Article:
Almost two years ago, US 1702, an A320 traveling to Fort Lauderdale (FLL), aborted takeoff in PHL and ended up with major damage after a tail strike and collapsed nose-gear. All passengers were forced to evacuate via emergency slides. Yesterday, the NTSB ruled that the accident was caused by the crew entering the wrong information in the flight computer and then incorrectly reacting to it. They called out the pilot for rejecting the takeoff while the plane was traveling fast enough to fly and briefly became airborne. Apparently, the co-pilot entered the wrong runway into the flight computer. The pilot noticed it and the co-pilot fixed it, though forgot to also adjust the thrust and speed for the new runway. As the plane was speeding down the runway, an audio alarm blared “retard”. The pilots became confused as that warning is normally for landings and so the captain decided that it was not safe to fly and aborted the takeoff. Airbus says the system reverted to landing mode since the thrust was not set. From the report:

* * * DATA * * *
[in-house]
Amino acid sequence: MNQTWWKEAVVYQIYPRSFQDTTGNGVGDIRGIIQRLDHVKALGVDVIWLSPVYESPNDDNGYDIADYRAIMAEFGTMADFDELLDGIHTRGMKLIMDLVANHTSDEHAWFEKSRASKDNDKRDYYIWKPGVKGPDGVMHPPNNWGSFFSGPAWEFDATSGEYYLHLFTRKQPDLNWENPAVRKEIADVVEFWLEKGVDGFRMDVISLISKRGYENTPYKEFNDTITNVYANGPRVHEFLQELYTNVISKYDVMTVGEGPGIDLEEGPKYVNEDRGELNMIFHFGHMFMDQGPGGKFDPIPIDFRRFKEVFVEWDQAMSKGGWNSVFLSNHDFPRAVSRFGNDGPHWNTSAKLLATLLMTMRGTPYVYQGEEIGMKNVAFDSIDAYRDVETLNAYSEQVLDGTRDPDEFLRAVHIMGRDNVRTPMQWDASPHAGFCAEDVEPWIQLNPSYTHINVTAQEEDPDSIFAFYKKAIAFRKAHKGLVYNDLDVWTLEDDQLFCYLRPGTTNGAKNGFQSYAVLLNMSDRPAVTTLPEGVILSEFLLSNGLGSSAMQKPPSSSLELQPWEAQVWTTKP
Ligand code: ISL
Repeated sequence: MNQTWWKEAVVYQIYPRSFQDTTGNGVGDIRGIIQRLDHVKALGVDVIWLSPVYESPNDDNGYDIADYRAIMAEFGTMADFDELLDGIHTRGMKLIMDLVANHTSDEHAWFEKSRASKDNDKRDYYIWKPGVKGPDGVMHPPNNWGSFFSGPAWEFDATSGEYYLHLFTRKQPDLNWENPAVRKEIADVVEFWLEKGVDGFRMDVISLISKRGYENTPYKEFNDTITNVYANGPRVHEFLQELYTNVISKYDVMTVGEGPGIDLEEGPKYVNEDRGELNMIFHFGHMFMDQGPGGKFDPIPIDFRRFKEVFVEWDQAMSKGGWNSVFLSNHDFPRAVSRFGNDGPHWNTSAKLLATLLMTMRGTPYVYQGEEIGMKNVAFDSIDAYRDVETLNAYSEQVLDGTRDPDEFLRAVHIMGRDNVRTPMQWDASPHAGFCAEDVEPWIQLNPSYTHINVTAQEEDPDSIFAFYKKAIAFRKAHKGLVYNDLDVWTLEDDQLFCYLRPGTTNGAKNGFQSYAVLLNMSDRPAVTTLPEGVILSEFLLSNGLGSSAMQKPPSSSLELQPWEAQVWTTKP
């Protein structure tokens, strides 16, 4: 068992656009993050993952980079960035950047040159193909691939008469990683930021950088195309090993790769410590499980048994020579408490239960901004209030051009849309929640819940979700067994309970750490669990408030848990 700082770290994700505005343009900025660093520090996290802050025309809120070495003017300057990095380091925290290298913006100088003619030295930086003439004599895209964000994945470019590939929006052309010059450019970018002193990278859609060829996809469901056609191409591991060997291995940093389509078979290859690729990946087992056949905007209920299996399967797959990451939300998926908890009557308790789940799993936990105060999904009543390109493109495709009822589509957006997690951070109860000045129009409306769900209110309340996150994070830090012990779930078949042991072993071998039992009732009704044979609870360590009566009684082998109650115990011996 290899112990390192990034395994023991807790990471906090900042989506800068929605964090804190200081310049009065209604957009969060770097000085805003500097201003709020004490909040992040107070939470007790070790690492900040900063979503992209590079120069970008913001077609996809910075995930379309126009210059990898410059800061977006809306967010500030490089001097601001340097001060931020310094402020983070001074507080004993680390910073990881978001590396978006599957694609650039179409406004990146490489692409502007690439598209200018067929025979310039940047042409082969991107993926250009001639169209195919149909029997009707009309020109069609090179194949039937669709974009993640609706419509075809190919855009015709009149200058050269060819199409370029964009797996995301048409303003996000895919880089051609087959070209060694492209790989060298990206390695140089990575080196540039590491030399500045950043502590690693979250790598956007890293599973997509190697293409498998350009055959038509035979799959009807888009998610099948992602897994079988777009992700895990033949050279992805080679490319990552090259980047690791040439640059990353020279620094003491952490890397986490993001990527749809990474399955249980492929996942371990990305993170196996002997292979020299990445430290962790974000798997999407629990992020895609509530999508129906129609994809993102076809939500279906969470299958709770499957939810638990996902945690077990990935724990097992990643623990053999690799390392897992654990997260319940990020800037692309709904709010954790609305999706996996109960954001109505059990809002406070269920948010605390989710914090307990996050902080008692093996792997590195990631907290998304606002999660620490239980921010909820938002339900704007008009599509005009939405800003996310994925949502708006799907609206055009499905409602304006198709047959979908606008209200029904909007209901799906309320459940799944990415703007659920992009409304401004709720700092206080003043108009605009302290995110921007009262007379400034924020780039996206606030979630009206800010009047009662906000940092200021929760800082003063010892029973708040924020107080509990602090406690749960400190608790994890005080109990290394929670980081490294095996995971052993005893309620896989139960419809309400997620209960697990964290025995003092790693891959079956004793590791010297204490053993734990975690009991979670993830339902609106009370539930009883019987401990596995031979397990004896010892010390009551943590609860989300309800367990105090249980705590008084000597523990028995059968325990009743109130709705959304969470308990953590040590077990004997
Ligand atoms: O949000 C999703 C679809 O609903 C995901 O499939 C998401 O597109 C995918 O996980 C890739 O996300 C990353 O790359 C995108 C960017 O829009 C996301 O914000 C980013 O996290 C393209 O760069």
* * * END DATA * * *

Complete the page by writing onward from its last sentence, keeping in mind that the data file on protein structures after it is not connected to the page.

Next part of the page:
“The flight crew members exhibited a self-induced pressure to continue the takeoff, rather than taking the time to ensure the airplane was properly configured,” the NTSB said in a final report. “The captain initiated a rejected takeoff after the airplane’s speed was beyond V1” – the plane’s proper liftoff speed – “and the nose wheel was off the runway when he should have been committed to the takeoff,” investigators said. “The flight crew members’ performance was indicative of poor crew resource management in that they failed to assess their situation when an error was discovered, to request a delayed takeoff, to communicate effectively, and to follow standard operating procedures.”
US Airways removed the flight crew from flying status immediately after the incident. “This is standard practice when these events occur,” said Ross Feinstein, spokesman for American Airlines, which merged with US Airways. “Neither pilot has returned to flying for the airline, and we are not going to comment further on their employment status as they are entitled to their privacy.”
One NTSB board member said “this investigation ultimately reveals a crew that made decisions which resulted in minor injuries to passengers and substantial damage to what was otherwise a perfectly sound plane.”
Check out the excellent debrief by Philly.com here.